Five Beatles Songwriting Tricks
by Matt Blick
The Beatles are known as the most successful music group in music history, selling over a billion records worldwide. The songwriting partnership between Lennon and McCartney is legendary. The Beatles collectively were also songwriting Ninjas, but they employed many tricks that anyone can add to their songwriting tool box. Here are 5 less obvious examples:
1. Mutate Your Chorus
As well as starting songs with the chorus, some of The Beatles’ greatest hits open with a chorus hybrid that previews the title and hooks.
The intro to Help has the same chord progression as the chorus but moves twice as fast and features the title 4 times (to the chorus’s 3).
Use this trick and by the time you reach your chorus the listener will be hooked by the reassuring feeling that they’ve heard your song somewhere before.
Also used on: She Loves You, Can’t Buy Me Love.
2. Bluesify Your Melody
We expect to hear blue notes like the b3, b5 and b7th in rockers like Back In The USSR but the Beatles often added these notes into more melodic material too.
In Blackbird the final phrase uses the b7 on inTO the LIGHT and the b3 on dark BLACK night.
Tricky to pull off if you’re not a confident singer — you might want to insert the blue note into your chord until you’ve learnt to pitch it correctly. Using it will add a soulful edge to your melodies.
Also used on: Ticket To Ride, From Me To You.
3. Delay The Root Chord
Starting a song on the tonic chord is a rut the Beatles managed to avoid a surprising number of times.
Eleanor Rigby starts on C major (the bVI of Em) before heading to the home chord. It’s one of the many things that gives the track such an immediate sense of tension. Using this trick will give your progressions more forward momentum.
Also used on: All My Loving, Hello Goodbye.
4. Utilise The Outside Chord
Many of us employ ‘out of key’ chords (whether we realise it or not!). But out of 186 Beatles compositions only 22 remain in key!
In Strawberry Fields Forever, Lennon pulls the rug from under the Bb major tonality by replacing the F major chord with an F minor .
Bb Let me take you down ‘cos I’m going Fm to…
It’s like the stomach drop you experience on the crest of a rollercoaster. Later he creates a disorientating momentary high by replacing the Gm with a G major.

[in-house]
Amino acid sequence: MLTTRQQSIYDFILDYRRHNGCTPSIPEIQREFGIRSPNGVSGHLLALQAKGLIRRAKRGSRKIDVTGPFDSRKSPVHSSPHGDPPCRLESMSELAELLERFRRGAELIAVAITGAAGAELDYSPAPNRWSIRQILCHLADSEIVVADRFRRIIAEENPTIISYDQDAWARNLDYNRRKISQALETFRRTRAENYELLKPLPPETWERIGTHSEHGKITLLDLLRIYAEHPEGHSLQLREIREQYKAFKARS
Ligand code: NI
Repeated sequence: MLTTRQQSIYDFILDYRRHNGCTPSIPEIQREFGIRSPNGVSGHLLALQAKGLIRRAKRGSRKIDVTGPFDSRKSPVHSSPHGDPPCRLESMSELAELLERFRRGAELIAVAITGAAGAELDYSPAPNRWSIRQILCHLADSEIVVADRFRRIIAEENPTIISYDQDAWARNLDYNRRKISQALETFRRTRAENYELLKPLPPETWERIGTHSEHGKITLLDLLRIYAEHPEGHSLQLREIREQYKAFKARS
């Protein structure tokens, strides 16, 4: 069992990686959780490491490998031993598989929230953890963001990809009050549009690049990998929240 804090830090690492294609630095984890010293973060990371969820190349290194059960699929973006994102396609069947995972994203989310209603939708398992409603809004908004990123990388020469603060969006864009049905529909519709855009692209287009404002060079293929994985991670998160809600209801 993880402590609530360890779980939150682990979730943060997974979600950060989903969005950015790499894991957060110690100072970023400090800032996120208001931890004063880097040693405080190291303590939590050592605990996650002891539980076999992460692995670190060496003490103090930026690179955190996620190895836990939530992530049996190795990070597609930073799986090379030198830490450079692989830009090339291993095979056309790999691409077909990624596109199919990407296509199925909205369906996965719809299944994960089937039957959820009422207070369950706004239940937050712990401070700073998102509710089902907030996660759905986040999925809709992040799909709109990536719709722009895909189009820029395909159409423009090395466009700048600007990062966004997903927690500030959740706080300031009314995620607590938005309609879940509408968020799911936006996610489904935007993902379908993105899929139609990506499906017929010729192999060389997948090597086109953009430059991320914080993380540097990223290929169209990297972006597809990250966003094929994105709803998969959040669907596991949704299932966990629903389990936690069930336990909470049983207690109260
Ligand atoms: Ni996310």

Eb Nothing to get G hung about
Outside chords will surprise your listeners and freshen your melodies.
Also used on: I Am The Walrus, Fool On The Hill.
5. Restate Your Lyrics
The Beatles didn’t make their lyrics memorable just by repeating sections wholesale. They also repeated and adapted words, phrases and sentence structures.
Take A Day In The Life. 4 verses, a middle 8 and only one repeated line.
And yet it’s memorable (in part) because of lyrical links like these -
I read the news/saw a film today, oh boy
and though the news was rather sad/holes were rather small
found my way downstairs/coat/way upstairs
I just had to laugh/look
Using this subtle trick will make your lyrics sticky and give a sense of unity to a track.
Beatles Related Quotes:
"I don't work at being ordinary" ~ Paul McCartney
"Try to realize it's all within yourself no one else can make you change, and to see you're only very small and life flows on within you and without you" ~ George Harrison
(edited by Jessica Brandon)
Matt Blick is an Eclectic Electric Songwriter and Singer. He writes interesting articles relating towards songwriting and being an independent music artist. He can be reached at www.mattblick.com as his personal site and Beatles Songwriting Academy (www.beatlessongwriting.com). For more information on USA Songwriting Competition, go to: http://www.songwriting.net